In healthcare, the payment process differs from virtually all other industries in one significant way: patients do not pay for the bulk of the service received themselves because their insurance companies do.
American healthcare consumers have come to expect that their insurers will handle most billing issues with their medical providers. However, the responsibility has started to shift in recent years. Patients are increasingly paying more of their own medical costs due to rising health insurance deductibles and escalating out-of-pocket expenses. This year, for example, individuals with commercial insurance will be responsible for 20% to 35% of the cost of the healthcare they receive. For hospitals and health systems this means that 20% to 35% of their total revenue must now be collected directly from the consumer.
Individuals unfortunately tend to be less reliable payers than insurance companies, in terms of both time it takes to pay and amount they ultimately pay. The 2020 VisitPay Report found that 52% of patients expressed interest in paying their bills over time while 37% said an amount less than $100 each month is all they can afford. Not surprisingly, the higher the bill is the less likely it is that the patient will pay. TransUnion reported that 99% of bills that exceeded $3,000 were not paid in full.
This shift to the patient as payer has the potential to cause a significant amount of financial pain for all stakeholders. Healthcare organizations have historically relied on a one-size-fits-all billing approach. Today, that approach does not conform to the economic realities America’s patients are facing. For example, healthcare organizations generally require their patients to pay bills, regardless of the dollar amount, in full after they have provided medical services.
The lack of flexibility of payment plan options often forces patients into the uncomfortable decision of foregoing payment and risking the bills ending up in collections. Desperate to recapture lost revenues, some hospitals have resorted to suing patients over unpaid bills. However, this strategy is not sustainable and may generate additional problems associated with negative publicity and loss of reputation within the community.
Clearly, the healthcare industry is in need of a better approach to patient billing. The industry needs to better understand how to reach patients, how to make abundantly clear to patients what they owe, and to offer flexible payment options that meet each patient’s specific needs. These are key to both improving the patient experience and collecting payments.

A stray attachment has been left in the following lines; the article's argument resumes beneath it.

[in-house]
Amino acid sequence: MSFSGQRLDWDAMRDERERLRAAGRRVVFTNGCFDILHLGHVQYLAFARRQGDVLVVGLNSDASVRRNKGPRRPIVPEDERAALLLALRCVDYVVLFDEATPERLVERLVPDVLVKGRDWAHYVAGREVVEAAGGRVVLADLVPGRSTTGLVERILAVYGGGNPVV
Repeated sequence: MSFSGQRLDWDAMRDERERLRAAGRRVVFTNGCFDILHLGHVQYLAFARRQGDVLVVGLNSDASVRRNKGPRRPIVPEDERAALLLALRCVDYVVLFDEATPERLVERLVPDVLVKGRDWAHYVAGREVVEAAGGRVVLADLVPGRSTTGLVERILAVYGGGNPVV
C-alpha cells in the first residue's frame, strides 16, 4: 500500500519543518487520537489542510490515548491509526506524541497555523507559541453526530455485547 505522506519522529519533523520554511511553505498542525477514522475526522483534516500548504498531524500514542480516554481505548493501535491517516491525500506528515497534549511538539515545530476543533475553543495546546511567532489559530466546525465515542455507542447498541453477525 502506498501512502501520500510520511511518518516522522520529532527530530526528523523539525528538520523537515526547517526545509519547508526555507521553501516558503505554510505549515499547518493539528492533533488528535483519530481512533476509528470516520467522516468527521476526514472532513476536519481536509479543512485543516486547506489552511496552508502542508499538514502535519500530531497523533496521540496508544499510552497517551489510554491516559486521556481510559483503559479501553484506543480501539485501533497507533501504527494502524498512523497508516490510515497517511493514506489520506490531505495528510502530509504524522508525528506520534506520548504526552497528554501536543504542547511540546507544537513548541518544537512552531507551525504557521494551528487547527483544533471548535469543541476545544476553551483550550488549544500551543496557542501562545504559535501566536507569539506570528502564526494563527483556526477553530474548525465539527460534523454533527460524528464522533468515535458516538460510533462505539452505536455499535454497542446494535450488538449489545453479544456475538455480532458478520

Educating the patient
Unfortunately, patients often learn what they owe for care received once they receive a billing statement. Billing statements can be confusing for a number of reasons. It is not uncommon for multiple statements from different healthcare providers to be sent weeks after care is received. By then, it is generally too late for a patient to ask why a hospital stay or procedure cost what it did. The patient is only given the one option of paying the bill in full.
If healthcare providers would proactively deliver estimates and engage patients in discussions about available payment options before care is provided, they would understand their financial responsibility and could set up a payment plan that fits their budget. This would allow the patient to focus time and energy on recovery instead of worrying about how to pay the bill, which leads to a better patient experience.
Connect using better tools
Healthcare does not have a single demographic. For this reason, providers need multiple flexible ways to connect with their patients to improve patient payment rates. Paper statements are still the most commonly used tool; however, some people may respond better to an email, access to a self-service portal or a text message. When patients have self-service tools available, healthcare providers often receive payment faster.
Patients are also more likely to fulfill their payment obligations when provided with payment options they can choose from. The ability to pay varies from patient to patient which is why having multiple payment options can be financially beneficial to both the patient and the provider. It is even better when the healthcare system can personalize the payment options based on proven frameworks based on data to include patient ability to pay, services performed, and a variety of other factors.
Now is the time for healthcare providers to adapt to the changing needs of their patients by offering flexible payment options and multiple payment channels. These changes will prove beneficial to both the healthcare providers and patients alike.
Co-authored by Ryne Natzke/Sphere and Vince Martino, Chief Product Officer, VisitPay